So what can wealth creators do to turn things around?

Wealth creators can do three things.
First wealth creators must recognize that pain and the disgust for poverty were the key factors that led to their development as wealth creators. This pain factor is missing in the second generation. The second generation has been conditioned to a life of ease. They have access to money that is beyond their means. Money is given to them without accountability. Even when they work, their lifestyle surpasses their salary and when they incur debt it is waived for free. This kind of attitude breeds a mentality of dependence rather than independence. Wealth creators must change their ways.

Second, wealth creators must redesign the family environment to reflect some of the experiences that supported their own development. They must find ways to integrate delayed gratification, sound work ethics and the effective management of resources in their family environment. Third, wealth creators must leverage on the family bank system to teach their children about money and control access to money. If children must become responsible wealth creators, they must earn and manage their own money. Earning their own money makes them derive fulfillment from their own hard work. It takes away the guilt of free money and helps them put money to more productive use. Money that is beneficial is never bestowed. With the right family bank system, wealth creators can help their children learn how to create new wealth, manage existing wealth and make wealth last for many generations.

To perpetuate wealth across many generations, the children in your family must know two things. They must know how to create new wealth and they must know how to manage existing wealth well. If the next generations are dependent beneficiaries, they will eat wealth without fail. But if they are wealth creators, wealth will last for many generations. The goal for wealth creators is to answer certain key questions that will put them in the right mindset for change. Will giving my children the life I did not have make it easier or harder for them to succeed? How do I make sure that wealth has a positive impact and not a negative impact on my children? How can I help my children learn the valuable lessons life has thought me?. What kind of environment do I need to create to help them develop into wealth creators? And so on. Parents must redefine what it means to help their children without ruining them. The more unearned wealth you expose your child to the more dependent your child will become.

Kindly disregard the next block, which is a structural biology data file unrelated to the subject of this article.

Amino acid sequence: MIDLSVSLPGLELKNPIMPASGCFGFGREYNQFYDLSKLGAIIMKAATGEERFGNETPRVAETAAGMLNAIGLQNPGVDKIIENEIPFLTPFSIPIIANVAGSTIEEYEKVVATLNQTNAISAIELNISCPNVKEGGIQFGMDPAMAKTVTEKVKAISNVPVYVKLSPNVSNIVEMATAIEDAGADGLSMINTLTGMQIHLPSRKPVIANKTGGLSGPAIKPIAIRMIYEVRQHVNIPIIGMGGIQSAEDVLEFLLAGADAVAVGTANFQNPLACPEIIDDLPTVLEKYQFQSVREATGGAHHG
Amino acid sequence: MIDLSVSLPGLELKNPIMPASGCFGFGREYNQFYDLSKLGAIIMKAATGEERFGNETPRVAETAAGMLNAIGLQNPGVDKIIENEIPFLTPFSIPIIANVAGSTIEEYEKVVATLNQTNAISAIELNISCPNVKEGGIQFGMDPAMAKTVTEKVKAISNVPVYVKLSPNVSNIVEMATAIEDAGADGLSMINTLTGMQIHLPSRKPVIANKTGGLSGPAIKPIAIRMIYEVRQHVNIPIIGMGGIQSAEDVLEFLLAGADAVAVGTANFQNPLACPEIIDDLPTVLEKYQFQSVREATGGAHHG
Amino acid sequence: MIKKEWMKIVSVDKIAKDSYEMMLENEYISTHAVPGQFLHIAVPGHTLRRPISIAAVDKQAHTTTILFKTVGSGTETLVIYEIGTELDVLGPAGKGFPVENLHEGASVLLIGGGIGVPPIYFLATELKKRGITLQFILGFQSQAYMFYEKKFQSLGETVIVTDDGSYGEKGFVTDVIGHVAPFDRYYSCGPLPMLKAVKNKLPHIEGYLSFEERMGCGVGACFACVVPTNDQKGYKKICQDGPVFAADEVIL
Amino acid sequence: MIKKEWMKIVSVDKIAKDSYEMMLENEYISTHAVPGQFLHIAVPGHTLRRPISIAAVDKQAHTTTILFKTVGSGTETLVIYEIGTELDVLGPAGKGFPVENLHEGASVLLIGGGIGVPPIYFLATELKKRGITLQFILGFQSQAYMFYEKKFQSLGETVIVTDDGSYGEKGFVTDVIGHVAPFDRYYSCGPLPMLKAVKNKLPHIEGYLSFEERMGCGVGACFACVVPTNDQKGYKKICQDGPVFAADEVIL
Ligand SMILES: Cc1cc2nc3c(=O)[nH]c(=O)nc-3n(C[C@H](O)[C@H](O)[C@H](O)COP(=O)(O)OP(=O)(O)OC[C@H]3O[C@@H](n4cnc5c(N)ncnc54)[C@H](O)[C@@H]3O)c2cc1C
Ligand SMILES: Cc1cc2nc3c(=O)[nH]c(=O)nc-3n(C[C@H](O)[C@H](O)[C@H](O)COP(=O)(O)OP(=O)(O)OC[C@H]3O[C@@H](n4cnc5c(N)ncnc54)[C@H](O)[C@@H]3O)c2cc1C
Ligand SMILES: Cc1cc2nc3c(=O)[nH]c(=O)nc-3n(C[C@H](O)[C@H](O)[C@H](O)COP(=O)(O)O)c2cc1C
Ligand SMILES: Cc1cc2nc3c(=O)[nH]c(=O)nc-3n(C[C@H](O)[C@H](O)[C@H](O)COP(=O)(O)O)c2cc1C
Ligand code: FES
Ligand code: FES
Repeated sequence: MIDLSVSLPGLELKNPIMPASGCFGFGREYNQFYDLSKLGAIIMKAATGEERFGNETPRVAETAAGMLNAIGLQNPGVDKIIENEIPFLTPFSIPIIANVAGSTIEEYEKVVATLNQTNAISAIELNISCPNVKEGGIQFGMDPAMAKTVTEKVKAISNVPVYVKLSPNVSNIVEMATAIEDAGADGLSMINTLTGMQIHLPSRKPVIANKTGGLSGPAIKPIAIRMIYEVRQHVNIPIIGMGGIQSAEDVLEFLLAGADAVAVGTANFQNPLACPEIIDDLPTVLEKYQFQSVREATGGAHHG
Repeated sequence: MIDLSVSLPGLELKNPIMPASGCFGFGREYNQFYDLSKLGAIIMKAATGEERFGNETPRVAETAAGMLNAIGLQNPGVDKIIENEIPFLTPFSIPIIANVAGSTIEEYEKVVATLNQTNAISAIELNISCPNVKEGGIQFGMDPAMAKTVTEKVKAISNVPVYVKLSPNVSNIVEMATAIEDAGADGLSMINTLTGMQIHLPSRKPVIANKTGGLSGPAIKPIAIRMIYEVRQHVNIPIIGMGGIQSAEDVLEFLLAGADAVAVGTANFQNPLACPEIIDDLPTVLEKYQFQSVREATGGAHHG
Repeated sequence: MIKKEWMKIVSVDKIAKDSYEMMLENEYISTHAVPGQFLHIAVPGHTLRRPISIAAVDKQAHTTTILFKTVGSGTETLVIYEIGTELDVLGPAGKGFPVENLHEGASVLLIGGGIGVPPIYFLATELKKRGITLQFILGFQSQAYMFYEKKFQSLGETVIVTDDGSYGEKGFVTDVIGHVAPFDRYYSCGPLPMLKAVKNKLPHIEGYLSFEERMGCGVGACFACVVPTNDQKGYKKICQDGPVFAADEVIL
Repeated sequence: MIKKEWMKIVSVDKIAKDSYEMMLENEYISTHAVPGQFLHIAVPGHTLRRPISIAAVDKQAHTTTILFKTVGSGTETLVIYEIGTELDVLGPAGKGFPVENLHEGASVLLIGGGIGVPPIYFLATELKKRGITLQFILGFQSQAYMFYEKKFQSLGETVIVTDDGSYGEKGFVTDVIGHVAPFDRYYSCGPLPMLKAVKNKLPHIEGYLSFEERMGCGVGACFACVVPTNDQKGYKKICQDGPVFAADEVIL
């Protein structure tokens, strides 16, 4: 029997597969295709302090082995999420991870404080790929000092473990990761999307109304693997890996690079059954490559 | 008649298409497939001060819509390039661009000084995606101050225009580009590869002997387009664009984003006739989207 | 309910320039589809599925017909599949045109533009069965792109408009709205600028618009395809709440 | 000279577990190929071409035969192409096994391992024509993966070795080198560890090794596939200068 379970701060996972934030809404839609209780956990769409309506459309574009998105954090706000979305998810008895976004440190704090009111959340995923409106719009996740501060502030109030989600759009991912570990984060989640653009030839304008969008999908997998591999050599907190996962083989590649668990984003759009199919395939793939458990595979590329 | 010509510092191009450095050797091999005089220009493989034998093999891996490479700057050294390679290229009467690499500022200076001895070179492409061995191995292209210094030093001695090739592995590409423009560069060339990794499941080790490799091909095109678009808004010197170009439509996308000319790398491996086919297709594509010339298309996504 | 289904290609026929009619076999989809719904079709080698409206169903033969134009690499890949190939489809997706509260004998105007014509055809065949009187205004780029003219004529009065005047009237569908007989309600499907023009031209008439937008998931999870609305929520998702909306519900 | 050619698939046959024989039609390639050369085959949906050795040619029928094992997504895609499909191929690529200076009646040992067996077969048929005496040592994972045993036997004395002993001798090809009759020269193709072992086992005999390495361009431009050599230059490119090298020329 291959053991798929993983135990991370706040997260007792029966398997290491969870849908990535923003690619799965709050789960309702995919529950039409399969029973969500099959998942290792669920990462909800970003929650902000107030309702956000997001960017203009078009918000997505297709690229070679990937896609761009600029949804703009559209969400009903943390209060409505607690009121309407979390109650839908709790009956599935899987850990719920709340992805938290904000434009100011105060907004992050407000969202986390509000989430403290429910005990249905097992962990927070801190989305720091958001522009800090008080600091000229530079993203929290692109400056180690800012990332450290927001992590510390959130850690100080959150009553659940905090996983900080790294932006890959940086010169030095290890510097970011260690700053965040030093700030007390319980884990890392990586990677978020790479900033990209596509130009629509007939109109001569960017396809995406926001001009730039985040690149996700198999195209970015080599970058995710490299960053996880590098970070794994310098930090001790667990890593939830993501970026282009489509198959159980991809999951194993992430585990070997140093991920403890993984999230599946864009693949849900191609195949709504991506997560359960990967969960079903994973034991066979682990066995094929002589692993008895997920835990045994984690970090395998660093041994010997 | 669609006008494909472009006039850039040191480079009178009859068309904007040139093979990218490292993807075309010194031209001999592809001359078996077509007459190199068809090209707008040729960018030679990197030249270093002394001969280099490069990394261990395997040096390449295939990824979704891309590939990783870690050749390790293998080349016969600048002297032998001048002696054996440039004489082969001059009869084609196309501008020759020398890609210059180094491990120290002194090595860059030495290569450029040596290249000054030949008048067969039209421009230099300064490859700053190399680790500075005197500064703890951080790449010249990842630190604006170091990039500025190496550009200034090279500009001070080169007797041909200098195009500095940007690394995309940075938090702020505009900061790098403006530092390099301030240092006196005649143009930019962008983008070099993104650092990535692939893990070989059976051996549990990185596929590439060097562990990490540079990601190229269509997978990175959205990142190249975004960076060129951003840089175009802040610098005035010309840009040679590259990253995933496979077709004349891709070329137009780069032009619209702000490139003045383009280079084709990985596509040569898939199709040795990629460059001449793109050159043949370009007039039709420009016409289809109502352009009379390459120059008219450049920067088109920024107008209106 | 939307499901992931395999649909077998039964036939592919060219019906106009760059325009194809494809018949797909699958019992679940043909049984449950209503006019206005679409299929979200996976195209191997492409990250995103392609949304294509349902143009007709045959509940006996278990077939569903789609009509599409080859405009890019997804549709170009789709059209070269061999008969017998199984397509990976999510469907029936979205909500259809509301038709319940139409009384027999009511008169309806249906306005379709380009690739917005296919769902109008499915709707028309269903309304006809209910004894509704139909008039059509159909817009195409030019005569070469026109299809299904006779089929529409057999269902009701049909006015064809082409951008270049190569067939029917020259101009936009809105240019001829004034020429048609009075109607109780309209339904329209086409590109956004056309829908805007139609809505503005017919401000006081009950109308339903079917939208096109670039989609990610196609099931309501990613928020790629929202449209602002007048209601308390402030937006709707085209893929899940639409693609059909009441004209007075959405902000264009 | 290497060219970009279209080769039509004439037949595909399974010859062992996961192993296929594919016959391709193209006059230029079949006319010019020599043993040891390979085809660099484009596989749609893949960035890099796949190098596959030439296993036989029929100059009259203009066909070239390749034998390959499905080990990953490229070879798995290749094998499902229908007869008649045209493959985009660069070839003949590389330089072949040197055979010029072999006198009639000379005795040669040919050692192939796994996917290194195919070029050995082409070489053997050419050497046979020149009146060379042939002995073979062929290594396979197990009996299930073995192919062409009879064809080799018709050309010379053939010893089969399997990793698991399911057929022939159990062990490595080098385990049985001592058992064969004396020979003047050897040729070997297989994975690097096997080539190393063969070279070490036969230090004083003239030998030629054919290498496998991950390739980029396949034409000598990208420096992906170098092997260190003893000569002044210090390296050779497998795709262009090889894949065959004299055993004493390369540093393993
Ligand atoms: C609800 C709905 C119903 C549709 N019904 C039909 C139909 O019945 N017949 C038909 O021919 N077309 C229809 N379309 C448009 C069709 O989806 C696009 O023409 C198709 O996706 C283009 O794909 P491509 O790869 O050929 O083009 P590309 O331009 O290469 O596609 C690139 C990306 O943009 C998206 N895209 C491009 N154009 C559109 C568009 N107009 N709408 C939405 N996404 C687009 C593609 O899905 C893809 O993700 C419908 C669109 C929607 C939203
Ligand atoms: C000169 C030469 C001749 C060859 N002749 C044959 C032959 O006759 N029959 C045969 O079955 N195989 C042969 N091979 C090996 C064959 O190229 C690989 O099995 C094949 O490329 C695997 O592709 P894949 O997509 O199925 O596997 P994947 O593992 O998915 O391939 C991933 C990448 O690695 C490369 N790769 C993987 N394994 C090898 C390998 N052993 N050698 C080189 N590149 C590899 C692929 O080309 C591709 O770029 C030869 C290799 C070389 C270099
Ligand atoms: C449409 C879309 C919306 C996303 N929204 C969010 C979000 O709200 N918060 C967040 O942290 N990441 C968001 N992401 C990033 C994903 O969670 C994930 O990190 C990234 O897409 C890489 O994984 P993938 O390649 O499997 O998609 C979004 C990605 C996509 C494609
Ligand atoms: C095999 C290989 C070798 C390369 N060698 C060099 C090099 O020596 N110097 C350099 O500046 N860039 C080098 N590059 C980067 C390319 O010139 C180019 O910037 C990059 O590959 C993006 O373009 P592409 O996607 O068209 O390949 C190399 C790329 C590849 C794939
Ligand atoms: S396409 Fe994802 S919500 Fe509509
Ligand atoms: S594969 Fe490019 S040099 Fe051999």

Creating self-reliant, responsible and independent wealth creators is seldom achieved by making free money available to them.

My Short Bio
Agada is a provocative truth-telling wealth advisor, author of the popular Solid Wealth Book, a multi-millionaire entrepreneur, Consultant, and Coach to an exclusive list of top Executives, Investors, and entrepreneurial clients running Businesses from $1-million to $1 billion in size. Grace helps two kinds of people. The first are the people who want to grow existing wealth and the second are the people who want their wealth to last and become irreversible across many generations.
Contact Email: info@createsolidwealth.com